Congratulations to Julian Barnes on winning this year's Booker prize.
Readers of this blog will know I wasn't (and am still not) of the opinion that this is prize winning literature.
I have two big reservations. Firstly, a plot development which is absolutely crucial is, in my opinion, an absolute clunker. The main character is left something highly personal in a will. This is such a strange thing it makes one ask questions. But if one does ask the crucial question there is really only one answer, and it ruins the ending. I saw the ending a mile off.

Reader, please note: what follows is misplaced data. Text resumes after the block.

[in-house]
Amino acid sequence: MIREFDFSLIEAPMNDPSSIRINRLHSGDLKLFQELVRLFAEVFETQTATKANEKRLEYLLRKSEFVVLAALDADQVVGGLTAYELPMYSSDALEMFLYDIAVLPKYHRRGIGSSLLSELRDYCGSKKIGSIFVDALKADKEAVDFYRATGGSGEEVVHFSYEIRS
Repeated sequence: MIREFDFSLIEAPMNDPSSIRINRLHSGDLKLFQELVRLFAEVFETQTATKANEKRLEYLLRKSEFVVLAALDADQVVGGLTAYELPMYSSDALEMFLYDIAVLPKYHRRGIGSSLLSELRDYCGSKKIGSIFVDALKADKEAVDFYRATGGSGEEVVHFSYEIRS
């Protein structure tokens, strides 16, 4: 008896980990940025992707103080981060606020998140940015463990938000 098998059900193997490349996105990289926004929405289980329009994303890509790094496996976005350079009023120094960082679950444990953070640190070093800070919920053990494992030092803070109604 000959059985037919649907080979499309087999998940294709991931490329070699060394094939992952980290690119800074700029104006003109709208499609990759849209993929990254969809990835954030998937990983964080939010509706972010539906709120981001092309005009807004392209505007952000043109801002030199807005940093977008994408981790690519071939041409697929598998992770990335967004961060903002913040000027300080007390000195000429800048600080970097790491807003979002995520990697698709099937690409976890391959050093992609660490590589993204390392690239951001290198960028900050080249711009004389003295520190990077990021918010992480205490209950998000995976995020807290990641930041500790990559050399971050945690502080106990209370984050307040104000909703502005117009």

Secondly, the character of the female lead is beyond strange. She acts in such an irrational way it completely pulls me out of the fictive dream. Her behaviour is so far from reasonable it simply doesn't work. Remember, the events which brought about the situation that informs the novel's conclusion happened many years before. So she's not suffering from shock. No, she does not strike me as in any way a credible character.
It's a pity, because there's some beautiful writing in The Sense of an Ending, as you would expect from Julian Barnes. He really ought to have won it for Arthur and George, the year the prize disappeared up the pompous arse of John Banville.